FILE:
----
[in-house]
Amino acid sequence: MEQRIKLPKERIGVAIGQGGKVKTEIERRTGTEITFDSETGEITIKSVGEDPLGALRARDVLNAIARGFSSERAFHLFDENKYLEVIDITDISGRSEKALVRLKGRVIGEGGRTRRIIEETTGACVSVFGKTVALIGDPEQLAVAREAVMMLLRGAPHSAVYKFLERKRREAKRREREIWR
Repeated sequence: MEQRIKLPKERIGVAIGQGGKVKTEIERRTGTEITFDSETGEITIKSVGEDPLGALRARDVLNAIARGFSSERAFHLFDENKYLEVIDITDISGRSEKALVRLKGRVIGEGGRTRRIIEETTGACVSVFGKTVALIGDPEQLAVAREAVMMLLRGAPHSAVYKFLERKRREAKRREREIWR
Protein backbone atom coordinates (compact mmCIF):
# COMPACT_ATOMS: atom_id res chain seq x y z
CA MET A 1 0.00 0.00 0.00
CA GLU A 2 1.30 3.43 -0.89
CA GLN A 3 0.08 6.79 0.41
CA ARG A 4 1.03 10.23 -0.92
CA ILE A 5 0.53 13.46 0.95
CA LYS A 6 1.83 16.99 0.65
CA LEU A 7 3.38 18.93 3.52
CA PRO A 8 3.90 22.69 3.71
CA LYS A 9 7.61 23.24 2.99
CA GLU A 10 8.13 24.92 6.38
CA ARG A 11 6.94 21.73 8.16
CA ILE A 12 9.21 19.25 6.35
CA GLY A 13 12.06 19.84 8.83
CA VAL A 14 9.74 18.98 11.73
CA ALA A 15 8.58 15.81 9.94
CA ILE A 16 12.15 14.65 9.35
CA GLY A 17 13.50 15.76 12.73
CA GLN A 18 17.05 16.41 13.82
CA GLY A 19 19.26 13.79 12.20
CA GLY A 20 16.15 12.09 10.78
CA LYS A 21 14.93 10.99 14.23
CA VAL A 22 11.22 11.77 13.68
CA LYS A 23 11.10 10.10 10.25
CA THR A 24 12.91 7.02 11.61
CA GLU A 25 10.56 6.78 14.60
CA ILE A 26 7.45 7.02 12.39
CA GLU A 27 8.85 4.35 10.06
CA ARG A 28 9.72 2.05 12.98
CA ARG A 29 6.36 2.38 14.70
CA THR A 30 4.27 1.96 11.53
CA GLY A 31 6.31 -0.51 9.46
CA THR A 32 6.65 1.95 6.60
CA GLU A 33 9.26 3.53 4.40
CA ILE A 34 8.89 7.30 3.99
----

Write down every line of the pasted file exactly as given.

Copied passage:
[in-house]
Amino acid sequence: MEQRIKLPKERIGVAIGQGGKVKTEIERRTGTEITFDSETGEITIKSVGEDPLGALRARDVLNAIARGFSSERAFHLFDENKYLEVIDITDISGRSEKALVRLKGRVIGEGGRTRRIIEETTGACVSVFGKTVALIGDPEQLAVAREAVMMLLRGAPHSAVYKFLERKRREAKRREREIWR
Repeated sequence: MEQRIKLPKERIGVAIGQGGKVKTEIERRTGTEITFDSETGEITIKSVGEDPLGALRARDVLNAIARGFSSERAFHLFDENKYLEVIDITDISGRSEKALVRLKGRVIGEGGRTRRIIEETTGACVSVFGKTVALIGDPEQLAVAREAVMMLLRGAPHSAVYKFLERKRREAKRREREIWR
Protein backbone atom coordinates (compact mmCIF):
# COMPACT_ATOMS: atom_id res chain seq x y z
CA MET A 1 0.00 0.00 0.00
CA GLU A 2 1.30 3.43 -0.89
CA GLN A 3 0.08 6.79 0.41
CA ARG A 4 1.03 10.23 -0.92
CA ILE A 5 0.53 13.46 0.95
CA LYS A 6 1.83 16.99 0.65
CA LEU A 7 3.38 18.93 3.52
CA PRO A 8 3.90 22.69 3.71
CA LYS A 9 7.61 23.24 2.99
CA GLU A 10 8.13 24.92 6.38
CA ARG A 11 6.94 21.73 8.16
CA ILE A 12 9.21 19.25 6.35
CA GLY A 13 12.06 19.84 8.83
CA VAL A 14 9.74 18.98 11.73
CA ALA A 15 8.58 15.81 9.94
CA ILE A 16 12.15 14.65 9.35
CA GLY A 17 13.50 15.76 12.73
CA GLN A 18 17.05 16.41 13.82
CA GLY A 19 19.26 13.79 12.20
CA GLY A 20 16.15 12.09 10.78
CA LYS A 21 14.93 10.99 14.23
CA VAL A 22 11.22 11.77 13.68
CA LYS A 23 11.10 10.10 10.25
CA THR A 24 12.91 7.02 11.61
CA GLU A 25 10.56 6.78 14.60
CA ILE A 26 7.45 7.02 12.39
CA GLU A 27 8.85 4.35 10.06
CA ARG A 28 9.72 2.05 12.98
CA ARG A 29 6.36 2.38 14.70
CA THR A 30 4.27 1.96 11.53
CA GLY A 31 6.31 -0.51 9.46
CA THR A 32 6.65 1.95 6.60
CA GLU A 33 9.26 3.53 4.40
CA ILE A 34 8.89 7.30 3.99